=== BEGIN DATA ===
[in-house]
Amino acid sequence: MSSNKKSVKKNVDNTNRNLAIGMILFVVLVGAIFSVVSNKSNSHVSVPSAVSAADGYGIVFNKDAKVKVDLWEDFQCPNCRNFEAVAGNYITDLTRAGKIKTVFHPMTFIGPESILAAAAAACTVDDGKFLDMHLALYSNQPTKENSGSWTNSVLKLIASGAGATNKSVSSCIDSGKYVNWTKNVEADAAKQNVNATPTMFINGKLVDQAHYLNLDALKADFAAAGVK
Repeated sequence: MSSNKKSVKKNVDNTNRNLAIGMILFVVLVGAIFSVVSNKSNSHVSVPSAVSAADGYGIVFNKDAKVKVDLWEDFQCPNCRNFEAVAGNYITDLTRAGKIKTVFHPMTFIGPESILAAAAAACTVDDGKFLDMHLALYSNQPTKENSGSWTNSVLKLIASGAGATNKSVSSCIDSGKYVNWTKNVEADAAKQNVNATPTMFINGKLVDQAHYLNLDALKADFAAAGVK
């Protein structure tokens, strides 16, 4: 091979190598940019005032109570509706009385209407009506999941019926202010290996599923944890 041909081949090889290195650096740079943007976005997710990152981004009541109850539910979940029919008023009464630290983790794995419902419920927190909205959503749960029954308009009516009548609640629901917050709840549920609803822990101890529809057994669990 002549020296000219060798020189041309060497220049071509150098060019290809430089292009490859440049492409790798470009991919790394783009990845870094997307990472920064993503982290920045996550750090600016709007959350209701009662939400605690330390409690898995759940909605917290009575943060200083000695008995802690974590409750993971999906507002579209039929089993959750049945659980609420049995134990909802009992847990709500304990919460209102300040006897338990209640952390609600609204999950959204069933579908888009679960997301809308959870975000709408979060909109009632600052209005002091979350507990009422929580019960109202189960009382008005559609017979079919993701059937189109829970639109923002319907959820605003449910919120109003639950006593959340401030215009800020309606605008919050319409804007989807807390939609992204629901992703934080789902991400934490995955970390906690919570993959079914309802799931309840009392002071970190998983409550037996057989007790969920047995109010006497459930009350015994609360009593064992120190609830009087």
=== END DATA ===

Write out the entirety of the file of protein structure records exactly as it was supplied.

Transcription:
[in-house]
Amino acid sequence: MSSNKKSVKKNVDNTNRNLAIGMILFVVLVGAIFSVVSNKSNSHVSVPSAVSAADGYGIVFNKDAKVKVDLWEDFQCPNCRNFEAVAGNYITDLTRAGKIKTVFHPMTFIGPESILAAAAAACTVDDGKFLDMHLALYSNQPTKENSGSWTNSVLKLIASGAGATNKSVSSCIDSGKYVNWTKNVEADAAKQNVNATPTMFINGKLVDQAHYLNLDALKADFAAAGVK
Repeated sequence: MSSNKKSVKKNVDNTNRNLAIGMILFVVLVGAIFSVVSNKSNSHVSVPSAVSAADGYGIVFNKDAKVKVDLWEDFQCPNCRNFEAVAGNYITDLTRAGKIKTVFHPMTFIGPESILAAAAAACTVDDGKFLDMHLALYSNQPTKENSGSWTNSVLKLIASGAGATNKSVSSCIDSGKYVNWTKNVEADAAKQNVNATPTMFINGKLVDQAHYLNLDALKADFAAAGVK
């Protein structure tokens, strides 16, 4: 091979190598940019005032109570509706009385209407009506999941019926202010290996599923944890 041909081949090889290195650096740079943007976005997710990152981004009541109850539910979940029919008023009464630290983790794995419902419920927190909205959503749960029954308009009516009548609640629901917050709840549920609803822990101890529809057994669990 002549020296000219060798020189041309060497220049071509150098060019290809430089292009490859440049492409790798470009991919790394783009990845870094997307990472920064993503982290920045996550750090600016709007959350209701009662939400605690330390409690898995759940909605917290009575943060200083000695008995802690974590409750993971999906507002579209039929089993959750049945659980609420049995134990909802009992847990709500304990919460209102300040006897338990209640952390609600609204999950959204069933579908888009679960997301809308959870975000709408979060909109009632600052209005002091979350507990009422929580019960109202189960009382008005559609017979079919993701059937189109829970639109923002319907959820605003449910919120109003639950006593959340401030215009800020309606605008919050319409804007989807807390939609992204629901992703934080789902991400934490995955970390906690919570993959079914309802799931309840009392002071970190998983409550037996057989007790969920047995109010006497459930009350015994609360009593064992120190609830009087």